A majority of the Dutch Parliament has backed a motion for the current King Willem-Alexander of the Netherlands, his mother Beatrix and Crown Princess Amalia, as well as their partners, to pay taxes on the income they receive from the state, ending a constitutional exemption. .
The motion received 90 votes in favor (out of a total of 150 deputies), with the support of the left-liberal D66 (one of the four coalition parties in the Dutch government), the social democrats PvdA, the green left GroenLinks and the far-right PVV. , among others.
Prime Minister Mark Rutte's Liberals (VVD) voted against the proposal.
The motion requires the Government to prepare a constitutional amendment to introduce this change in article 40 of the Magna Carta, which includes the tax exemption currently in force and which applies to the former Queen Beatrix, William Alexander and the heiress of the throne, Amalia, as well as their respective partners.
In the case of the king, this year it is an amount of 1,007,000 euros in salary, which he receives in a net transfer, but if he had to pay social security contributions and income tax on his allowance, then I would have 489,000 euros less.
Although the deputies have voted in favor of this motion, amending the Constitution is a rather complicated and long process, which requires new debates and votes in the Parliament and the Senate, on two occasions, with a mid-term general election, and the second vote must support the proposal with a two-thirds majority.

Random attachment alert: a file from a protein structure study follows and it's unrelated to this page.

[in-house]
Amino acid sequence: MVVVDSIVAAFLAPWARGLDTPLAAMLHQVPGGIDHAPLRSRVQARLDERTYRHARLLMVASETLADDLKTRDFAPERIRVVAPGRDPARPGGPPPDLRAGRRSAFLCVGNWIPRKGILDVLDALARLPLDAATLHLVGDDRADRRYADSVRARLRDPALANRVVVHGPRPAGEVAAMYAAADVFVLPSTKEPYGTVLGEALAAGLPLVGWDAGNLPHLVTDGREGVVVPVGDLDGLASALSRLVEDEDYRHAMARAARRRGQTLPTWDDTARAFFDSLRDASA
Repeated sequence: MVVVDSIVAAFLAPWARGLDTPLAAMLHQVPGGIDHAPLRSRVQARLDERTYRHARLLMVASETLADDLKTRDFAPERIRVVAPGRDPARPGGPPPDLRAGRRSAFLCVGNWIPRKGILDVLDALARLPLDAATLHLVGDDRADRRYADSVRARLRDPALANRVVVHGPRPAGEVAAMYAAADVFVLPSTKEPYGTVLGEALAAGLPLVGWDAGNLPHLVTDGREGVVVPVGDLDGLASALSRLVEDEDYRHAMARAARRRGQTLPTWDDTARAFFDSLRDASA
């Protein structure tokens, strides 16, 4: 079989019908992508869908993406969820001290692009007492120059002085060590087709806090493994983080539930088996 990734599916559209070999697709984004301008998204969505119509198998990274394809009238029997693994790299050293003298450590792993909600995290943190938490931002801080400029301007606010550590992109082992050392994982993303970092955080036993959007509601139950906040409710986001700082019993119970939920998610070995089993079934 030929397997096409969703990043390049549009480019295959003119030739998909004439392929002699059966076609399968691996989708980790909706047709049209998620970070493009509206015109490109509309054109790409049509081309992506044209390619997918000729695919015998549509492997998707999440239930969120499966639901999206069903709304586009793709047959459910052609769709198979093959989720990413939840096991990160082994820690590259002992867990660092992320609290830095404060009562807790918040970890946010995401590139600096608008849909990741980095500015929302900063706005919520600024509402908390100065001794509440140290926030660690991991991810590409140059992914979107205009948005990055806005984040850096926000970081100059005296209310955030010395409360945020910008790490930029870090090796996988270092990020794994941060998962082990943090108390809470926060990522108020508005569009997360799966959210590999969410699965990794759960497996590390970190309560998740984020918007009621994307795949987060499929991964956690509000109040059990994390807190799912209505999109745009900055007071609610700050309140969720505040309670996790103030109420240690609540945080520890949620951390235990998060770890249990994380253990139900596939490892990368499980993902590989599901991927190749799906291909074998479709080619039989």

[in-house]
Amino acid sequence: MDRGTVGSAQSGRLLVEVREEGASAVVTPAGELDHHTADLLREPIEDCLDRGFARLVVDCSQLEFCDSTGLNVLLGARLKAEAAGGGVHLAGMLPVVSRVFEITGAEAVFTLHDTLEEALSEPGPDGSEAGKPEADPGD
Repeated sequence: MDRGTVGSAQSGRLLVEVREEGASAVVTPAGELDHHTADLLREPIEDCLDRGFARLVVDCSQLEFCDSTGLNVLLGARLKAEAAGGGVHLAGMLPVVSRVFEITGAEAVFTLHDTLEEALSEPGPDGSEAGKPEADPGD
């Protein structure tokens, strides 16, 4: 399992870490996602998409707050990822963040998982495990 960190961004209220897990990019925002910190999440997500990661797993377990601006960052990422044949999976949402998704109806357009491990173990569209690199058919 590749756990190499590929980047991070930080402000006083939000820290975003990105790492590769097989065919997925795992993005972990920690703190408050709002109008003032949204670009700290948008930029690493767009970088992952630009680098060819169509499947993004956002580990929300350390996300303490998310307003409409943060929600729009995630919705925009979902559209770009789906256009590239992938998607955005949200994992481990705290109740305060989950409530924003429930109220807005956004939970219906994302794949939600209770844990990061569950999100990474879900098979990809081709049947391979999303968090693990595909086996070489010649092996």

In the general budget for 2023, the king's total allocation will increase by €276,000 to €6.4 million a year, a rise that has drawn criticism from many parties, especially as many citizens face financial difficulties due to the inflation and high energy prices.
The king said during the state visit to Sweden last week that he has "no influence" on the increase in the benefit. Furthermore, he did not want to answer substantive questions about the indignation about the total of 464,000 euros that he, Queen Máxima and Princess Beatrix have extra to spend next year.